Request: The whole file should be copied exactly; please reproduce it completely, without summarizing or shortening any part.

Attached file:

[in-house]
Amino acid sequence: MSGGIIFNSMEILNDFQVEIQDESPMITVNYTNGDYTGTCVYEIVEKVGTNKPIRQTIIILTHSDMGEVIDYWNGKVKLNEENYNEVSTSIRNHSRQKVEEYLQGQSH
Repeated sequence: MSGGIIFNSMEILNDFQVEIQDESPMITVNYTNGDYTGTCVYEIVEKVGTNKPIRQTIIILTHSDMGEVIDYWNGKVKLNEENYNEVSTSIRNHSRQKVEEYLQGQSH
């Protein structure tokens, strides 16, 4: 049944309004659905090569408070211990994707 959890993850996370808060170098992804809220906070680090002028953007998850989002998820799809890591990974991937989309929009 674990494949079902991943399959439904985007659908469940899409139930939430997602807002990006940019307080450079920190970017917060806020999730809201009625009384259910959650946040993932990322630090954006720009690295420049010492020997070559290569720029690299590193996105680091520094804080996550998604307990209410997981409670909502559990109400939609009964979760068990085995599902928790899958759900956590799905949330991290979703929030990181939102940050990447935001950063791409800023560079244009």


[in-house]
Amino acid sequence: MSGGIIFNSMEILNDFQVEIQDESPMITVNYTNGDYTGTCVYEIVEKVGTNKPIRQTIIILTHSDMGEVIDYWNGKVKLNEENYNEVSTSIRNHSRQKVEEYLQGQSH
Repeated sequence: MSGGIIFNSMEILNDFQVEIQDESPMITVNYTNGDYTGTCVYEIVEKVGTNKPIRQTIIILTHSDMGEVIDYWNGKVKLNEENYNEVSTSIRNHSRQKVEEYLQGQSH
């Protein structure tokens, strides 16, 4: 049944309004659905090569408070211990994707 959890993850996370808060170098992804809220906070680090002028953007998850989002998820799809890591990974991937989309929009 674990494949079902991943399959439904985007659908469940899409139930939430997602807002990006940019307080450079920190970017917060806020999730809201009625009384259910959650946040993932990322630090954006720009690295420049010492020997070559290569720029690299590193996105680091520094804080996550998604307990209410997981409670909502559990109400939609009964979760068990085995599902928790899958759900956590799905949330991290979703929030990181939102940050990447935001950063791409800023560079244009």